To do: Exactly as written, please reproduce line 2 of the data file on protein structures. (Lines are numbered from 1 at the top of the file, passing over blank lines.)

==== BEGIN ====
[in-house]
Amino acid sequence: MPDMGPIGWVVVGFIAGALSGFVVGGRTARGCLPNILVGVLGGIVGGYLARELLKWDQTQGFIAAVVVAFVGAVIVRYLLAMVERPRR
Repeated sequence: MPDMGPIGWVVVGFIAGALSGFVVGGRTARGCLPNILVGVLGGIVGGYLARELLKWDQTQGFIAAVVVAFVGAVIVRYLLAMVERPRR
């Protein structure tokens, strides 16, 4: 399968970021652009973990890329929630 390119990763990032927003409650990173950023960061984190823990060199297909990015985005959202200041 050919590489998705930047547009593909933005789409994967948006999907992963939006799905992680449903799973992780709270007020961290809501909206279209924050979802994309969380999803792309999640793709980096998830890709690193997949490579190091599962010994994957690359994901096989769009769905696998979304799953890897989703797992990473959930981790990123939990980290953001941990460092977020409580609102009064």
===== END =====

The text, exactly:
Amino acid sequence: MPDMGPIGWVVVGFIAGALSGFVVGGRTARGCLPNILVGVLGGIVGGYLARELLKWDQTQGFIAAVVVAFVGAVIVRYLLAMVERPRR